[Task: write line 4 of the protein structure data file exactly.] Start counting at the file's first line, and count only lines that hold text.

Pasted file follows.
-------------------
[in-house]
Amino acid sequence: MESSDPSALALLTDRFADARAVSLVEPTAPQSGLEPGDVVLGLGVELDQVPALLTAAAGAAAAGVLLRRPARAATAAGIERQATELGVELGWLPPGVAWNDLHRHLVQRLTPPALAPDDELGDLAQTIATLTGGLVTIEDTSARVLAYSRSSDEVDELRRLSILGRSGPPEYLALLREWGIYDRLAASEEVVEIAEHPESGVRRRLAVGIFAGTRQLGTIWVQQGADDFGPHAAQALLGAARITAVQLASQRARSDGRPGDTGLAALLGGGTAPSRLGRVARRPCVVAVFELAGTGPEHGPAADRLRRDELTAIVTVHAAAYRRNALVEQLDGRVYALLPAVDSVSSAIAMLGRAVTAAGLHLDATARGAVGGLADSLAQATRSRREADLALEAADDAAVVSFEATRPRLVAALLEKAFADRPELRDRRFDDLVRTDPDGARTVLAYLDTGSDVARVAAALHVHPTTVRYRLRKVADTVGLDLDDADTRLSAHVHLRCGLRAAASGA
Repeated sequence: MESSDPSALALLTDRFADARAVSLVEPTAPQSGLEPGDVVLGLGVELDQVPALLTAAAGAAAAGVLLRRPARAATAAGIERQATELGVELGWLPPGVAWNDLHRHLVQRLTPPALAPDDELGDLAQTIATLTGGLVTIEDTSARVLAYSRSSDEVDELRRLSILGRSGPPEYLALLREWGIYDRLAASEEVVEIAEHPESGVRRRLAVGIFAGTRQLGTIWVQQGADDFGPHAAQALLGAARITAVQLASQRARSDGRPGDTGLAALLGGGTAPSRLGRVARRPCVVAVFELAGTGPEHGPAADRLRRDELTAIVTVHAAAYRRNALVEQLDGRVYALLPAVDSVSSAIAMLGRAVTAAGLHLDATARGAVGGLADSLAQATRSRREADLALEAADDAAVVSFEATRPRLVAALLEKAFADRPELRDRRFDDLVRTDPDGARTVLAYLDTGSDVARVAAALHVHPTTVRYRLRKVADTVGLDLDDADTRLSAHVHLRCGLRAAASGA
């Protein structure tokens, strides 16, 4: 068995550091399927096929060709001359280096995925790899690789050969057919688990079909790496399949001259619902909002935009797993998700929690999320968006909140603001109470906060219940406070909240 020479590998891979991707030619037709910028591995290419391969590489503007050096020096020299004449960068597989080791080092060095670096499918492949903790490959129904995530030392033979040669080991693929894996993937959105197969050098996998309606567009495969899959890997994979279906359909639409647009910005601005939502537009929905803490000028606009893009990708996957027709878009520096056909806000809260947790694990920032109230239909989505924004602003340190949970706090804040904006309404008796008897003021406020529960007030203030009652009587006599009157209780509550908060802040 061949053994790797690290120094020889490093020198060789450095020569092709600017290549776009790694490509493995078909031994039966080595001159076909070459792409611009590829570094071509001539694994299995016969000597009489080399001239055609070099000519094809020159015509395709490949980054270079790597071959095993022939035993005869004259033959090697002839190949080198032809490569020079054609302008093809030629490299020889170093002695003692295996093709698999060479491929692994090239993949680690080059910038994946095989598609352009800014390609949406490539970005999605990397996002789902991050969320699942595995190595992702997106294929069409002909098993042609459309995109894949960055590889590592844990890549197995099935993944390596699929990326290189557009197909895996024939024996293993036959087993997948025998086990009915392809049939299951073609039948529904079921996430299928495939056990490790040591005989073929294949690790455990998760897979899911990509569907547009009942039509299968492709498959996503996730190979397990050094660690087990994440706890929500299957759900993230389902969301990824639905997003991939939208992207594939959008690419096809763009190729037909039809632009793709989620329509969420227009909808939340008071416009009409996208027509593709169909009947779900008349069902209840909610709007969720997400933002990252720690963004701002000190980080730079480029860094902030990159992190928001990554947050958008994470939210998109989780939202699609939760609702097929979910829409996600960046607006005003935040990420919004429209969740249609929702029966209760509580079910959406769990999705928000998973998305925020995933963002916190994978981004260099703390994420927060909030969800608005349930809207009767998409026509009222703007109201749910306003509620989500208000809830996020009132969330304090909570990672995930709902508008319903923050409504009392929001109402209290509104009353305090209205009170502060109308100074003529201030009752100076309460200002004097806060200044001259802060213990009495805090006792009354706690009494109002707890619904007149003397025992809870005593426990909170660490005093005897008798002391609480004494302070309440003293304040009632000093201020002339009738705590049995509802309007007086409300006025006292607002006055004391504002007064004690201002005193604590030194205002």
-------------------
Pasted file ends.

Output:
């Protein structure tokens, strides 16, 4: 068995550091399927096929060709001359280096995925790899690789050969057919688990079909790496399949001259619902909002935009797993998700929690999320968006909140603001109470906060219940406070909240 020479590998891979991707030619037709910028591995290419391969590489503007050096020096020299004449960068597989080791080092060095670096499918492949903790490959129904995530030392033979040669080991693929894996993937959105197969050098996998309606567009495969899959890997994979279906359909639409647009910005601005939502537009929905803490000028606009893009990708996957027709878009520096056909806000809260947790694990920032109230239909989505924004602003340190949970706090804040904006309404008796008897003021406020529960007030203030009652009587006599009157209780509550908060802040 061949053994790797690290120094020889490093020198060789450095020569092709600017290549776009790694490509493995078909031994039966080595001159076909070459792409611009590829570094071509001539694994299995016969000597009489080399001239055609070099000519094809020159015509395709490949980054270079790597071959095993022939035993005869004259033959090697002839190949080198032809490569020079054609302008093809030629490299020889170093002695003692295996093709698999060479491929692994090239993949680690080059910038994946095989598609352009800014390609949406490539970005999605990397996002789902991050969320699942595995190595992702997106294929069409002909098993042609459309995109894949960055590889590592844990890549197995099935993944390596699929990326290189557009197909895996024939024996293993036959087993997948025998086990009915392809049939299951073609039948529904079921996430299928495939056990490790040591005989073929294949690790455990998760897979899911990509569907547009009942039509299968492709498959996503996730190979397990050094660690087990994440706890929500299957759900993230389902969301990824639905997003991939939208992207594939959008690419096809763009190729037909039809632009793709989620329509969420227009909808939340008071416009009409996208027509593709169909009947779900008349069902209840909610709007969720997400933002990252720690963004701002000190980080730079480029860094902030990159992190928001990554947050958008994470939210998109989780939202699609939760609702097929979910829409996600960046607006005003935040990420919004429209969740249609929702029966209760509580079910959406769990999705928000998973998305925020995933963002916190994978981004260099703390994420927060909030969800608005349930809207009767998409026509009222703007109201749910306003509620989500208000809830996020009132969330304090909570990672995930709902508008319903923050409504009392929001109402209290509104009353305090209205009170502060109308100074003529201030009752100076309460200002004097806060200044001259802060213990009495805090006792009354706690009494109002707890619904007149003397025992809870005593426990909170660490005093005897008798002391609480004494302070309440003293304040009632000093201020002339009738705590049995509802309007007086409300006025006292607002006055004391504002007064004690201002005193604590030194205002």